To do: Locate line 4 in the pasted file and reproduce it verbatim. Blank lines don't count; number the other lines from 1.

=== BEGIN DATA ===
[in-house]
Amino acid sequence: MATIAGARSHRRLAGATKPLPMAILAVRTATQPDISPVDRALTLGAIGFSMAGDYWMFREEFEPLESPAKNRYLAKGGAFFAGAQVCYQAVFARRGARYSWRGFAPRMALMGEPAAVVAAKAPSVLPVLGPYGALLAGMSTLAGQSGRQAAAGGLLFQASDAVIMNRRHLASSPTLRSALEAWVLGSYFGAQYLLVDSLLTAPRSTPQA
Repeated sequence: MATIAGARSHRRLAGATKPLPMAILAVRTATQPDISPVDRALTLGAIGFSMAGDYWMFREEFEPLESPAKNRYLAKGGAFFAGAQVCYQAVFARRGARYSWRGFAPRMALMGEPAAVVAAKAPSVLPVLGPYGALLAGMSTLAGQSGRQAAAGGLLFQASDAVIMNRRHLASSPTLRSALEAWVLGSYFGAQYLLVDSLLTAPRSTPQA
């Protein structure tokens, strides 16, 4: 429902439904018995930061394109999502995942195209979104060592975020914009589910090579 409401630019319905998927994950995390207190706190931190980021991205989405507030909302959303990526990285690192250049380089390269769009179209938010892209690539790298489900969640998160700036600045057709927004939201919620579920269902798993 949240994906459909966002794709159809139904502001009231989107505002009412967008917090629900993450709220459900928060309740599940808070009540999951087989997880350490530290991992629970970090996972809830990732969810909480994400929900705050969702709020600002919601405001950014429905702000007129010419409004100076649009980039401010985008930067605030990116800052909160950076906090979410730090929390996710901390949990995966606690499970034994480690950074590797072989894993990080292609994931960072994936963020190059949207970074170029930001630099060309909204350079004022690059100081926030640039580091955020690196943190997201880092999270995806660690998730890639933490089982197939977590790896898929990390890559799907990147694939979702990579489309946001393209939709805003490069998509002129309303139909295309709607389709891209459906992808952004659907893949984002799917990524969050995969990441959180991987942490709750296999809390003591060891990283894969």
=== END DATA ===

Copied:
């Protein structure tokens, strides 16, 4: 429902439904018995930061394109999502995942195209979104060592975020914009589910090579 409401630019319905998927994950995390207190706190931190980021991205989405507030909302959303990526990285690192250049380089390269769009179209938010892209690539790298489900969640998160700036600045057709927004939201919620579920269902798993 949240994906459909966002794709159809139904502001009231989107505002009412967008917090629900993450709220459900928060309740599940808070009540999951087989997880350490530290991992629970970090996972809830990732969810909480994400929900705050969702709020600002919601405001950014429905702000007129010419409004100076649009980039401010985008930067605030990116800052909160950076906090979410730090929390996710901390949990995966606690499970034994480690950074590797072989894993990080292609994931960072994936963020190059949207970074170029930001630099060309909204350079004022690059100081926030640039580091955020690196943190997201880092999270995806660690998730890639933490089982197939977590790896898929990390890559799907990147694939979702990579489309946001393209939709805003490069998509002129309303139909295309709607389709891209459906992808952004659907893949984002799917990524969050995969990441959180991987942490709750296999809390003591060891990283894969």